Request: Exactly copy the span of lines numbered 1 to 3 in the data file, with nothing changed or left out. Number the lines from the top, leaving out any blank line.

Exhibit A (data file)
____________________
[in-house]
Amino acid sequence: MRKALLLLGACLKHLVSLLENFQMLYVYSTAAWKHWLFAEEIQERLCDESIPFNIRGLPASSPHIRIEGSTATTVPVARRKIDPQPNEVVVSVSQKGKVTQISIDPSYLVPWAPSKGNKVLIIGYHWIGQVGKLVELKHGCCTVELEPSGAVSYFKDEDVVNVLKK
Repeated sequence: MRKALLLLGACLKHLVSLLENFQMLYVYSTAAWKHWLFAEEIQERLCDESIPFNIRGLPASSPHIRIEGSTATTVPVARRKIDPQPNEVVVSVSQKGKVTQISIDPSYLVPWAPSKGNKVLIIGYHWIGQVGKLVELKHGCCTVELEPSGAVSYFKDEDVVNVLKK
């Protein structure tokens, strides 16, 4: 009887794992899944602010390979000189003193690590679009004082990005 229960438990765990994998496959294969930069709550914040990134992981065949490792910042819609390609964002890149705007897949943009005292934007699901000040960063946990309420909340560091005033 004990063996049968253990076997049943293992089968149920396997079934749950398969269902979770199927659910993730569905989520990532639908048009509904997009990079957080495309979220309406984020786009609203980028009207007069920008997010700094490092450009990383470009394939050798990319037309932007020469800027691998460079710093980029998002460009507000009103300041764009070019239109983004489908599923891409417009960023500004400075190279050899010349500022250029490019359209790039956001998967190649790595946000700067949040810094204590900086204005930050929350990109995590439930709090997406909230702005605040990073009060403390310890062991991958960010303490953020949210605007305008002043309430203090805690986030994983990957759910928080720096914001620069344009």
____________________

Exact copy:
[in-house]
Amino acid sequence: MRKALLLLGACLKHLVSLLENFQMLYVYSTAAWKHWLFAEEIQERLCDESIPFNIRGLPASSPHIRIEGSTATTVPVARRKIDPQPNEVVVSVSQKGKVTQISIDPSYLVPWAPSKGNKVLIIGYHWIGQVGKLVELKHGCCTVELEPSGAVSYFKDEDVVNVLKK
Repeated sequence: MRKALLLLGACLKHLVSLLENFQMLYVYSTAAWKHWLFAEEIQERLCDESIPFNIRGLPASSPHIRIEGSTATTVPVARRKIDPQPNEVVVSVSQKGKVTQISIDPSYLVPWAPSKGNKVLIIGYHWIGQVGKLVELKHGCCTVELEPSGAVSYFKDEDVVNVLKK